Yes, yes, and YES. Thanks, Kate. Needed this today. (And now I might need to go rewatch a few episodes because it’s been awhile, and I miss David and Moira, and maybe something as simple as folding in the cheese [or not, if you’re not sure how…] can stoke gratitude and scatter seeds of goodness. Lots of life lessons in Schitt$ Creek!)

  • Donna Stelpstra says:

    This is beautiful! I’ve never watched Shitt’s Creek but I know many people who love it. And…it’s Canadian! I do love Braiding Sweetgrass. So profound in so many ways. Thank you for reminding us how we can flourish.

  • RLG says:

    Thanks, Kate, for your uptake on Schitt’s Creek. Few people know the history of the founding family(the Schitt family) of Schitt”s Creek. This may not contribute to your take on the program, and this might not be that helpful, but it is amusing.

    Jack is the son of Awe Schitt and O. Schitt. Awe Schitt, the fertilizer magnate, married O. Schitt, the owner of Needeep N. Schitt Inc. They had one son, Jack. In turn Jack Schitt married Noe Schitt, the deeply religious couple produced 6 children: Holie Schitt, Fulla Schitt, Giva Schitt, Bull Schitt, and the twins: Deap Schitt and Dip Schitt. Against her parents’ objections, Deap Schitt married Dumb Schitt, a high school drop out.

    However, after being married 15 years, Jack and Noe Schitt divorced. Noe Schitt later remarried Ted Sherlock and, because her kids were living with them, she wanted to keep her previous name.

    She was then known as Noe Schitt-Sherlock. Meanwhile, Dip Schitt married Loda Schitt and they produced a son of nervous disposition, Chicken Schitt. Two other of the 6 children, Fulla Schitt and Giva Schitt, Were inseparable throughout childhood and subsequently married the Happens brothers in a dual ceremony.

    The wedding announcement in the newspaper announced the Schitt-Happens wedding. The Schitt-Happens children were Dawg, Byrd, and Hoarse. Bull Schitt, the prodigal son, left home to tour the world. He recently returned from Italy with his new Italian bride, Pisa Schitt.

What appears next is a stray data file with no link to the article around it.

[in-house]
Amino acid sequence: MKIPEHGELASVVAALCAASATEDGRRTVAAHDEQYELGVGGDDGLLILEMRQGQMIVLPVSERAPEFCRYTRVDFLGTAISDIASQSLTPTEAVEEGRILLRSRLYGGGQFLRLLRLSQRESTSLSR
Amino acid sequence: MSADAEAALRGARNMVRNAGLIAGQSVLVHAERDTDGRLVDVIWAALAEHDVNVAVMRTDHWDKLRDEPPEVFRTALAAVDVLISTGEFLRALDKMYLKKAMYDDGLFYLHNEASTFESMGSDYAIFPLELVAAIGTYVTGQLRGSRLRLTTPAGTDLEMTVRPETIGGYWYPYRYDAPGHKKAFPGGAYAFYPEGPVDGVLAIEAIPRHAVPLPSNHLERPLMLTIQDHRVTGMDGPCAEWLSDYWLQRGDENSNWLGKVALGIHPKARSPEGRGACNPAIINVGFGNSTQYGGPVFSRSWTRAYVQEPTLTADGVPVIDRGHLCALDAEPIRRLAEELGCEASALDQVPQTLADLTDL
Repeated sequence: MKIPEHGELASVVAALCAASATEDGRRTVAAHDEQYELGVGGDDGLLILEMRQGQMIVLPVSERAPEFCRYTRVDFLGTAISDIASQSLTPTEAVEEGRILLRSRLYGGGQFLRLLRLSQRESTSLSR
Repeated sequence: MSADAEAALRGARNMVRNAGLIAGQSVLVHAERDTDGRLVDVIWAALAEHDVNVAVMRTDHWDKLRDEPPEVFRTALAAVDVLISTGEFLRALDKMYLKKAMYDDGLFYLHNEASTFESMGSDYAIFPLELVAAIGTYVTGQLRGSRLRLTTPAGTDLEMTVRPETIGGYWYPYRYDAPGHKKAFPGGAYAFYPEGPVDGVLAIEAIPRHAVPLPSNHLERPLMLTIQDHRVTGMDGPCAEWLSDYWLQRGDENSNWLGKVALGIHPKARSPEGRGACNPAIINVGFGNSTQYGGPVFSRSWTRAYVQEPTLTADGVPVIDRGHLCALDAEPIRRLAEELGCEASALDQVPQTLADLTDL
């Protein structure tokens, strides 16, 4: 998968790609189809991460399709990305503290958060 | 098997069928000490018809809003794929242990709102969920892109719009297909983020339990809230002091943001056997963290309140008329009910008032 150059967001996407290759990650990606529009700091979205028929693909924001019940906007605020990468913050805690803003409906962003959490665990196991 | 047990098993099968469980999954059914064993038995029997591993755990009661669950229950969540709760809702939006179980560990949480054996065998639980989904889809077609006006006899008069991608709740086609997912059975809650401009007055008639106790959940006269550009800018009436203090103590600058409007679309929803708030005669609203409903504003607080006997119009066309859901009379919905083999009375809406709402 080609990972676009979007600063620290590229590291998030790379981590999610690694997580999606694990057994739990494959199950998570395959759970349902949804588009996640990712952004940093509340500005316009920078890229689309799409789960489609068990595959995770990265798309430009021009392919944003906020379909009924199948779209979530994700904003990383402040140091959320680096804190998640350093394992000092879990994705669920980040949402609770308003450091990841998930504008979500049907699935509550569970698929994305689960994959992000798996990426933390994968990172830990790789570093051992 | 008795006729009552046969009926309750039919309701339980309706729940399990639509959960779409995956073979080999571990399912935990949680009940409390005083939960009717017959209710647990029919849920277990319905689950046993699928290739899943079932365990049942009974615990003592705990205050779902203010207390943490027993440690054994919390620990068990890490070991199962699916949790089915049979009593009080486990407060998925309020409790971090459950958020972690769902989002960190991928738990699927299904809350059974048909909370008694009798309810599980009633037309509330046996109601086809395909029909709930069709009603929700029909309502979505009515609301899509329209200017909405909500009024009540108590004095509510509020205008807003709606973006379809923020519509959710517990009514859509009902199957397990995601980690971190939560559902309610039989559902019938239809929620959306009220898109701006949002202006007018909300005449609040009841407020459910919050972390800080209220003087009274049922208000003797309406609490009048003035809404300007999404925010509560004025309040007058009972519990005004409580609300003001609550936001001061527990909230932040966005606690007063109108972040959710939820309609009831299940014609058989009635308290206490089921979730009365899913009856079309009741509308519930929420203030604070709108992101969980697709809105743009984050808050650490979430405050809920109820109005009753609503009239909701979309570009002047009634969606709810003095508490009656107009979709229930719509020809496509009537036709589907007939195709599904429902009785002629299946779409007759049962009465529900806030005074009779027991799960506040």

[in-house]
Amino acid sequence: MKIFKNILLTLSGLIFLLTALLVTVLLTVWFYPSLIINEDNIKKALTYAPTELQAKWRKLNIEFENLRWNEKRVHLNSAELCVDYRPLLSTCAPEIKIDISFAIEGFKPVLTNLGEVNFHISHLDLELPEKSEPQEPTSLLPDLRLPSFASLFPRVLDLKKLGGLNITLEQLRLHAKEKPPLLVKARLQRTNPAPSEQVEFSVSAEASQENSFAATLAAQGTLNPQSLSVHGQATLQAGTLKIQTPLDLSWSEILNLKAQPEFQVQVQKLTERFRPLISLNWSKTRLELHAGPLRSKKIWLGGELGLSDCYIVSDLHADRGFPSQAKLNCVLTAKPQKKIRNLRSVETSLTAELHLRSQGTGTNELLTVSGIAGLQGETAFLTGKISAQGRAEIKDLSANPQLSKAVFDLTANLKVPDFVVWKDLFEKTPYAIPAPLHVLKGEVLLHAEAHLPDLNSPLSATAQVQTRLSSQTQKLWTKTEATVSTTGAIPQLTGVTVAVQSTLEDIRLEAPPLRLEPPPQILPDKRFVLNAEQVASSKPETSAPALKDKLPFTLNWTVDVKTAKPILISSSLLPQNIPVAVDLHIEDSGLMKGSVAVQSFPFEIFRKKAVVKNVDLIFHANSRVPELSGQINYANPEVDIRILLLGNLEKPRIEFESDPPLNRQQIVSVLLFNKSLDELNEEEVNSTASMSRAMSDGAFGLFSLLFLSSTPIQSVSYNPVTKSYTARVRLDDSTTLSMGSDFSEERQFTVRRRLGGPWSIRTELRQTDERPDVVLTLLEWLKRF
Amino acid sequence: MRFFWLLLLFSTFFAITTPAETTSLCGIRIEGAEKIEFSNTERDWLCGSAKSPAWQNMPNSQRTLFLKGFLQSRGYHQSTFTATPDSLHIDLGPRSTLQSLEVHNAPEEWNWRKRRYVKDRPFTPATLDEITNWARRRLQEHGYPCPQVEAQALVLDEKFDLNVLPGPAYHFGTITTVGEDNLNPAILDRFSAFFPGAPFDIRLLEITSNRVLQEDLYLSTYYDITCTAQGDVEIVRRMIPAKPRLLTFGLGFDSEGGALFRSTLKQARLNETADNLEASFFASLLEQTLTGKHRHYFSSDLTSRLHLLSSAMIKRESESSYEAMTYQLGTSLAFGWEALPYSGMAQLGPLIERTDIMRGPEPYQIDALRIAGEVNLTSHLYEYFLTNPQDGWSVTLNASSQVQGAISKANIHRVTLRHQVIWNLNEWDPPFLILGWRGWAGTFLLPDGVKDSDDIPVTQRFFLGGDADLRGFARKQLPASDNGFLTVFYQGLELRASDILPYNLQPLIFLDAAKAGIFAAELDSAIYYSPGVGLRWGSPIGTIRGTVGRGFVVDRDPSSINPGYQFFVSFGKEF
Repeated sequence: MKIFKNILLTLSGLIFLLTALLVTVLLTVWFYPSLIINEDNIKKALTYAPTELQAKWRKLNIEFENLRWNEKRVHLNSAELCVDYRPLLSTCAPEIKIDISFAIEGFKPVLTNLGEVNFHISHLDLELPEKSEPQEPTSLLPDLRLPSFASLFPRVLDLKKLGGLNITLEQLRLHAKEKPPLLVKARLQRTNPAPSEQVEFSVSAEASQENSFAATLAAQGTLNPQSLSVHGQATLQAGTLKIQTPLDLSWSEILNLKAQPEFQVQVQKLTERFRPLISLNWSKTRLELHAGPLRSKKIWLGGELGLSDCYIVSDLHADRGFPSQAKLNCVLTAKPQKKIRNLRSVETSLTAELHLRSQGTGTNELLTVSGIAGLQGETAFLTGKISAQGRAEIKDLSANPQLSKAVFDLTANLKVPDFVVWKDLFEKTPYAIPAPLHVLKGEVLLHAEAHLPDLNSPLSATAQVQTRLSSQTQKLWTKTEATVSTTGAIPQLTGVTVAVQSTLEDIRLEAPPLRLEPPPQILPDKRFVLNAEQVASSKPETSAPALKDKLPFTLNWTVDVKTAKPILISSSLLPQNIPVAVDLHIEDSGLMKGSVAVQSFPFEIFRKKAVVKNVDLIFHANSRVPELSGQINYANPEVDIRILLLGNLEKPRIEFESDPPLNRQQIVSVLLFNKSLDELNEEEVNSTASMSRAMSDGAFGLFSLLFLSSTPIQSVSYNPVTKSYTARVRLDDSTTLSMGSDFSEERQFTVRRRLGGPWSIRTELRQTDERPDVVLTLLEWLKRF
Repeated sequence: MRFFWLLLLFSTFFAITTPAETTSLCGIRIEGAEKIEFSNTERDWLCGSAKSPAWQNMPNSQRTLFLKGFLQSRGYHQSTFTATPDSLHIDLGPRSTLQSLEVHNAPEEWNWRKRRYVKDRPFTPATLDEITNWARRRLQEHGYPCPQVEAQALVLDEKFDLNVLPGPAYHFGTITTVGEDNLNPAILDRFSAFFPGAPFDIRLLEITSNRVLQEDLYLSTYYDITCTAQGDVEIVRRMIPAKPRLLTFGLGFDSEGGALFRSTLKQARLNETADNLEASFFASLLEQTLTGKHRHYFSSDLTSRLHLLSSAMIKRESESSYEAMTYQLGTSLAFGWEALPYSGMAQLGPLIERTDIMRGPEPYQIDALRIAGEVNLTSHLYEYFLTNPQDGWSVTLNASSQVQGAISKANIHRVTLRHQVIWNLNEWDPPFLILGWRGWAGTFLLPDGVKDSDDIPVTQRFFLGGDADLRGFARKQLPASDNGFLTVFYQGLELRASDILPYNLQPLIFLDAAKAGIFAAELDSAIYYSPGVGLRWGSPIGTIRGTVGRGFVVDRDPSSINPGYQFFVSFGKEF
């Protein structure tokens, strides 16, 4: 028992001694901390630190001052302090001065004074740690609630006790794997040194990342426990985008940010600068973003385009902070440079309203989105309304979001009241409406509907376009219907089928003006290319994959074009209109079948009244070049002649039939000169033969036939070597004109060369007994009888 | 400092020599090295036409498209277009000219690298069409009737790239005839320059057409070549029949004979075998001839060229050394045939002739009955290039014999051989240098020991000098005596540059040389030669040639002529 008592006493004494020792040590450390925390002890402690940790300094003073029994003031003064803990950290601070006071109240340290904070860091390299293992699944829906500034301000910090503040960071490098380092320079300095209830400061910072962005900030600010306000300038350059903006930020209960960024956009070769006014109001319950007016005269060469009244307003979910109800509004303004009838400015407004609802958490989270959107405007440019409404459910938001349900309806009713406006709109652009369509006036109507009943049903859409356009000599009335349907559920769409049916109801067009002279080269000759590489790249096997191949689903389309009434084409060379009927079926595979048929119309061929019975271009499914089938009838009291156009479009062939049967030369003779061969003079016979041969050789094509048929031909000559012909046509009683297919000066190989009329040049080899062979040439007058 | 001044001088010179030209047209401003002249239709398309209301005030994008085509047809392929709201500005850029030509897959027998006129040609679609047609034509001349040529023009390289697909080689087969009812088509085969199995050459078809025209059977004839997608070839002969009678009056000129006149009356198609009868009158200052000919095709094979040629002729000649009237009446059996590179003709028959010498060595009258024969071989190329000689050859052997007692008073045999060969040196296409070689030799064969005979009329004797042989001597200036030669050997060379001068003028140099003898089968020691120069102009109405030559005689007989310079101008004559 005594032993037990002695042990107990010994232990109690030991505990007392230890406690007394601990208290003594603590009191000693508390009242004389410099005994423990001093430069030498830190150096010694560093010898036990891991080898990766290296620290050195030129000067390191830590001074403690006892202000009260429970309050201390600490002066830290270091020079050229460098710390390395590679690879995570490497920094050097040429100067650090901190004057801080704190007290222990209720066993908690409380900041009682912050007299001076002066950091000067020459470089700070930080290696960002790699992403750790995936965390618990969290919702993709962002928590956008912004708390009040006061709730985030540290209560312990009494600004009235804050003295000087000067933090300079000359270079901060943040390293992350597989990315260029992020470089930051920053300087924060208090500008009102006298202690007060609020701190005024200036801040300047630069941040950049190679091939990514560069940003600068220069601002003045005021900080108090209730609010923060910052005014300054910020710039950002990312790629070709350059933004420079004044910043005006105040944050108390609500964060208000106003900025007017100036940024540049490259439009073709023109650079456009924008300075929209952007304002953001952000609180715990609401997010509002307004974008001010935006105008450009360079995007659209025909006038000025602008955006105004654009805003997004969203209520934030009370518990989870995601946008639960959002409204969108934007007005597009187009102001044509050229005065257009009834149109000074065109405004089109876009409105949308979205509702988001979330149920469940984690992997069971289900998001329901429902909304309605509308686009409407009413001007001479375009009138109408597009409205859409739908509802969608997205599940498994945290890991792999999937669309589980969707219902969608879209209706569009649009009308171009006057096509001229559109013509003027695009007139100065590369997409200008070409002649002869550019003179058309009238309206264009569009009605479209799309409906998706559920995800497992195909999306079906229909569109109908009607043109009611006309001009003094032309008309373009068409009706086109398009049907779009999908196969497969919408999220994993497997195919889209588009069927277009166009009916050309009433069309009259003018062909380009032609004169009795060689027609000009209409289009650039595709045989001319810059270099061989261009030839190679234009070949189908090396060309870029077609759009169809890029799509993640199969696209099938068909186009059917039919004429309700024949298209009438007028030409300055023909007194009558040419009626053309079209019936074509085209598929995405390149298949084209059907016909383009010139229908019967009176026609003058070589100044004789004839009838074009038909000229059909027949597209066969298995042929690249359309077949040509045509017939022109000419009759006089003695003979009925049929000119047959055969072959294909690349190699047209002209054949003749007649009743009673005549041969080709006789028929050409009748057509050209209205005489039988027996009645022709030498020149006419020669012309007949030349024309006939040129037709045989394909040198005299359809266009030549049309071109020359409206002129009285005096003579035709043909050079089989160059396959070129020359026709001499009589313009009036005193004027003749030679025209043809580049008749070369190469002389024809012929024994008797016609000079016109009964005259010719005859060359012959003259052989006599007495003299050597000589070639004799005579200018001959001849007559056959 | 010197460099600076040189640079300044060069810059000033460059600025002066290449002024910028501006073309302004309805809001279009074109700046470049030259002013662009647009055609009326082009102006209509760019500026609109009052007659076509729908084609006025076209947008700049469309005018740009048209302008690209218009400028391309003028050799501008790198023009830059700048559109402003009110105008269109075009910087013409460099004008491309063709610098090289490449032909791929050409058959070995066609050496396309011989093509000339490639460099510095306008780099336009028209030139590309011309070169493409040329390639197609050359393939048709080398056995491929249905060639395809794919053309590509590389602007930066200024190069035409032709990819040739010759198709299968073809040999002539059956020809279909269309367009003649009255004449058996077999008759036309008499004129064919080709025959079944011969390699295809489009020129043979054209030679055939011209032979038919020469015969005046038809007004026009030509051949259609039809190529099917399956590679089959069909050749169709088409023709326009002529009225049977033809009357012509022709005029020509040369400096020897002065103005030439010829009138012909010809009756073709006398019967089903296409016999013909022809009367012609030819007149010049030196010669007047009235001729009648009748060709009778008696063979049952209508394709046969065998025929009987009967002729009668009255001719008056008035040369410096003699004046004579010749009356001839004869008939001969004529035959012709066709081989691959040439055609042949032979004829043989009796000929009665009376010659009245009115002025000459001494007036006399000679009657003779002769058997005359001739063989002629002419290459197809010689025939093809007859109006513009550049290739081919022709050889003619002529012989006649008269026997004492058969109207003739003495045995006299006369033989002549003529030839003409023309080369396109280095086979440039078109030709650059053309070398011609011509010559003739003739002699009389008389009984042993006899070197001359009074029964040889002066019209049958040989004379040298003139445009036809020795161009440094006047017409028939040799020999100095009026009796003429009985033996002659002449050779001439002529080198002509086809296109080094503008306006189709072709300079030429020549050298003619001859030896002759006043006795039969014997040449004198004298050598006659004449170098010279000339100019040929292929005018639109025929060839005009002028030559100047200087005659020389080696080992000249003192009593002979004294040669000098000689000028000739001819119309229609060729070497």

So now when someone says, “you don’t know Jack Schitt,” you can correct them. Does this have anything to do with the presidential campaign that we are in the midst of?

  • Matt Ackerman says:

    A hearty amen to this, and to both Schitt’$ Creek and Braiding Sweetgrass. Yes, we can choose the stories we allow to shape our hearts and actions. More than that, we can choose story, itself, as a valid way of knowing about and speaking of God’s world. In “People of Corn, People of Light” Kimmerer talks about how “the very facts of the world are a poem” which scientists too often convey in “a language that excludes readers.” She adds, “science can give us knowing, but caring comes from someplace else” (apologies to my Dad, a scientist). And, of course there’s a lot of caring out there right now that’s completely divorced from any scientific knowing – that extreme is just as bad.

    Without going down an epistemological rabbit hole, the knowing that happens through the stories we hear and tell is at the very core of who we are. It’s cliché now to talk about story as a lens for understanding scripture and God’s relationship with God’s people, but for good reason. We are story-driven people. One last Kimmerer quote, riffing on the idea that our specific gifts represent our responsibilities to the world: “We may not have wings or leaves, but we humans do have words. Language is our gift and our responsibility.”

  • Susan says:

    Thank you RLG

  • Travis West says:

    This is gold, Kate. Thank you for this post. I’ve been enamored with Braiding Sweetgrass ever since the summer, and assigned it in my Sabbath class this week. We read The Gift of Strawberries last week! And People of Corn, People of Light, from another comment, this week. So, so good. And I haven’t seen Schitt’s Creek before but it’s been on my list for a while. Gonna have to take the plunge one of these days.